Memoirs of a Black Soap Star
In the '60s, Ellen Holly broke ground on-screen, but behind the scenes life was less glamorous.
The breakthrough role made a splash in the media, garnering unheard-of publicity for the new soap opera. But perhaps the most influential people who paid heed were black television viewers, who followed the show in droves. African Americans were approximately 12 percent of the population in the late '60s, but they accounted for 25 percent of One Life to Live viewers. The ratings were so dramatic that the network would eventually add black storylines to its other daytime shows to maintain their new audience.
"When Lillian Hayman, the actress who played my mother, and I would go to events, or even be stopped on the street by people, we would find ourselves absolutely lionized," said Holly. "We were amazed at how many black people were watching the show. And they weren't necessarily housewives staying at home. They were professional people who would set aside an hour at work to watch it, and college students who would schedule classes around it."
For the first two years, Holly had a fabulous time on set. Then, she says, almost overnight, things took a different turn.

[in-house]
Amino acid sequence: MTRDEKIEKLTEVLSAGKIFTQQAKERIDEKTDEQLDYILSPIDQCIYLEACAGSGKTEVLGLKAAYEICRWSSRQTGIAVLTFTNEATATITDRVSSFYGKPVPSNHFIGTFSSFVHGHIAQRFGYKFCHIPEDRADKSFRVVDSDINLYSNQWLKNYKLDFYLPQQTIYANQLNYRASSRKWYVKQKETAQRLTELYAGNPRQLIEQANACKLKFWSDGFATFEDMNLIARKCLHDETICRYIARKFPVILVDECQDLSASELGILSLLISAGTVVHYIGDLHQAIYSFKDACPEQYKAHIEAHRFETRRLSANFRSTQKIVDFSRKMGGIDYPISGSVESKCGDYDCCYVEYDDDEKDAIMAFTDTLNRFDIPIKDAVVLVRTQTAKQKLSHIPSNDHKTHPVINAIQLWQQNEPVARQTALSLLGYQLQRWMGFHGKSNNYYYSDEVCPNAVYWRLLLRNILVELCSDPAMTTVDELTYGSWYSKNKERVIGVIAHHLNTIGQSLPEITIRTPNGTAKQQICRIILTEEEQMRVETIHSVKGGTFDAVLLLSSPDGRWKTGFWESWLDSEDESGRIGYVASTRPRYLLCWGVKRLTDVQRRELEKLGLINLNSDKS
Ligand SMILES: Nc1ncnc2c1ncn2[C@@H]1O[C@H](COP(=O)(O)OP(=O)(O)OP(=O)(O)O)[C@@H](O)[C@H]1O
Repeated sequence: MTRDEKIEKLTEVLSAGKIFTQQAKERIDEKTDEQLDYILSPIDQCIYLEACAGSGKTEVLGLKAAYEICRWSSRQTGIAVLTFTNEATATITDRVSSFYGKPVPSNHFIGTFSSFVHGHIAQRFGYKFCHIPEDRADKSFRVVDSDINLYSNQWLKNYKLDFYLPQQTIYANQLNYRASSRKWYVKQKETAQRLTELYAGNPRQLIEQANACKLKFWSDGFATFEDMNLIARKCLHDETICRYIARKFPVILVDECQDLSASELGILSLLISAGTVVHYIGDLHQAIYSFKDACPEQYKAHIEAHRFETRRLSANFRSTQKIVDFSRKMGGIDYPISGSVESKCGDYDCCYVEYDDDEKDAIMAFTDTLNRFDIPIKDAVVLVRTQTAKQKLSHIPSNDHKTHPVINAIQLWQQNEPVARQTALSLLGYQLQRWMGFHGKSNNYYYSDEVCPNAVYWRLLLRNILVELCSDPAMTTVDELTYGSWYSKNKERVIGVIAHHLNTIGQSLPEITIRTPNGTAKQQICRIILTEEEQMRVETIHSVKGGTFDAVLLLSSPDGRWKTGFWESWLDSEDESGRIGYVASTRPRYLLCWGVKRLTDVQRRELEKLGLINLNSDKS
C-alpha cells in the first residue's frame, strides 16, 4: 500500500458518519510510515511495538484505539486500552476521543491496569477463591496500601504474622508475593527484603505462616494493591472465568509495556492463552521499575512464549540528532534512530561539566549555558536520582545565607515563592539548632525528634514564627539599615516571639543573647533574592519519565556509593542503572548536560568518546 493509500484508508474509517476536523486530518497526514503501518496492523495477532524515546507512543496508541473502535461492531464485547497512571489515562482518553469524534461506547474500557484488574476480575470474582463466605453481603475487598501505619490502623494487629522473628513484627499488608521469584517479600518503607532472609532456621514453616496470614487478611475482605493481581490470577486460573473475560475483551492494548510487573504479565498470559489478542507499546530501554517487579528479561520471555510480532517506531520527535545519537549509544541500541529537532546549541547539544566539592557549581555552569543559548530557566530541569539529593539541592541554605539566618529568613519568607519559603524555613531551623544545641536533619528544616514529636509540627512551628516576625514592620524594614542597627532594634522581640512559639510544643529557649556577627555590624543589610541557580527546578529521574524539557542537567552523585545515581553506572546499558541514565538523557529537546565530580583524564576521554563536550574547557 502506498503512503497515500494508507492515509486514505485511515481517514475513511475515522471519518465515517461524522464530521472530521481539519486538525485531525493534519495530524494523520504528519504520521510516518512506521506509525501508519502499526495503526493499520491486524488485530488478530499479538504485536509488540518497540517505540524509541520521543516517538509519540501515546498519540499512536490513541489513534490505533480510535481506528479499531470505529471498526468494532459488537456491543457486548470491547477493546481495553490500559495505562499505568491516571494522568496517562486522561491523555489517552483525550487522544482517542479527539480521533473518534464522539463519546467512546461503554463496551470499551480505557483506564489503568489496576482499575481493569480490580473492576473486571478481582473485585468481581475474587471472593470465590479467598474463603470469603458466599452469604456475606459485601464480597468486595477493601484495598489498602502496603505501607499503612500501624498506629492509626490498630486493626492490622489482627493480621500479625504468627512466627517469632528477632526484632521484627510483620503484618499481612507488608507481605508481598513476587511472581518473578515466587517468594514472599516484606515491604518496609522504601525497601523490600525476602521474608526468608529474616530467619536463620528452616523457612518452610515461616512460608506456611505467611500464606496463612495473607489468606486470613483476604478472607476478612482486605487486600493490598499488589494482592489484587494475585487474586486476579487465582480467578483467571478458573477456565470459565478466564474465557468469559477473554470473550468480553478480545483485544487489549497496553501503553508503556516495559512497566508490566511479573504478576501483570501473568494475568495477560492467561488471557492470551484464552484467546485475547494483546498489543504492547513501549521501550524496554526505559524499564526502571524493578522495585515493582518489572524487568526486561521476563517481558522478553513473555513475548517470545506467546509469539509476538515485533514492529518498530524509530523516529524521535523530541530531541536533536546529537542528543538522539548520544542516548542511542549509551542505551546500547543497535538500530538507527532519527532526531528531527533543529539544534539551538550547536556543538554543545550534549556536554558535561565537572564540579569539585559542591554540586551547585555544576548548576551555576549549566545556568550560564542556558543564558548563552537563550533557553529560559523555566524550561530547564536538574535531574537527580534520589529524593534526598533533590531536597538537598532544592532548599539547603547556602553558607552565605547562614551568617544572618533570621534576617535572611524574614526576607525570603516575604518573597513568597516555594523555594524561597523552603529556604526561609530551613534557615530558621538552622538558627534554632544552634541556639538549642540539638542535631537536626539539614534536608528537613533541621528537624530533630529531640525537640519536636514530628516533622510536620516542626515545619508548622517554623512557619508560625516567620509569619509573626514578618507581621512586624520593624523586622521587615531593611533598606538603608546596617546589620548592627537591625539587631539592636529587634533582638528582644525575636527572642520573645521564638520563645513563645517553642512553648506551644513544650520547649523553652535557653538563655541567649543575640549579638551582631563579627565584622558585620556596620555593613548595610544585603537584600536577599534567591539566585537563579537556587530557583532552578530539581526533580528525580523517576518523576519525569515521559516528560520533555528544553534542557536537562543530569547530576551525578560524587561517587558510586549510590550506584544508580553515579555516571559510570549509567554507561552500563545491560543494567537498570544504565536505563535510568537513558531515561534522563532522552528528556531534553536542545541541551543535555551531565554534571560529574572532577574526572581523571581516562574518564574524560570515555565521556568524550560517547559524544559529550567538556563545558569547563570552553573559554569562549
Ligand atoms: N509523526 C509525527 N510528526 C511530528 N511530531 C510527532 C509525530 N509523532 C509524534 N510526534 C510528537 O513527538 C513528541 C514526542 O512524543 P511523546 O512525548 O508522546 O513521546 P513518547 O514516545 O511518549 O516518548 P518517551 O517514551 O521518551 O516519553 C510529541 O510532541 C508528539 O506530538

Things Fall Apart
The first thing to change was her storyline. While Holly's white counterparts would go on to have careers that spanned multiple decades -- constantly getting married and divorced, amid other endless dramas -- Carla's plot suddenly fizzled out.
"I was paired with an older, balding character actor in a platonic relationship, and he was a congressman who spent most of his time in Washington," she said. "Lillian and I were turned into satellites who revolved around the white characters. We would sit at the kitchen table and drink coffee and talk about the white storylines so that people could be kept up with them."
A series of smaller incidents made Holly begin to suspect that she was viewed differently from the show's white performers, such as being positioned in the very back of a cast photo (Hayman wasn't even called to the session) and having her dressing room taken away to make room for a new actress who was starting on the show. Eight years into the series, when it was expanded from a half hour to 45 minutes long, the cast began renegotiating their contracts in hushed conversations. That's when Holly deduced that she was getting paid on a vastly different scale.
At the time earning a yearly salary in the $20,000-to-$30,000 range, on terms that had repeatedly been stressed to her as nonnegotiable, she raised the issue with the network lawyer. "She said to me, 'You shouldn't expect the same money as everybody else. You should be grateful you have the job at all. Need I remind you how few jobs there are out there for black actresses?' "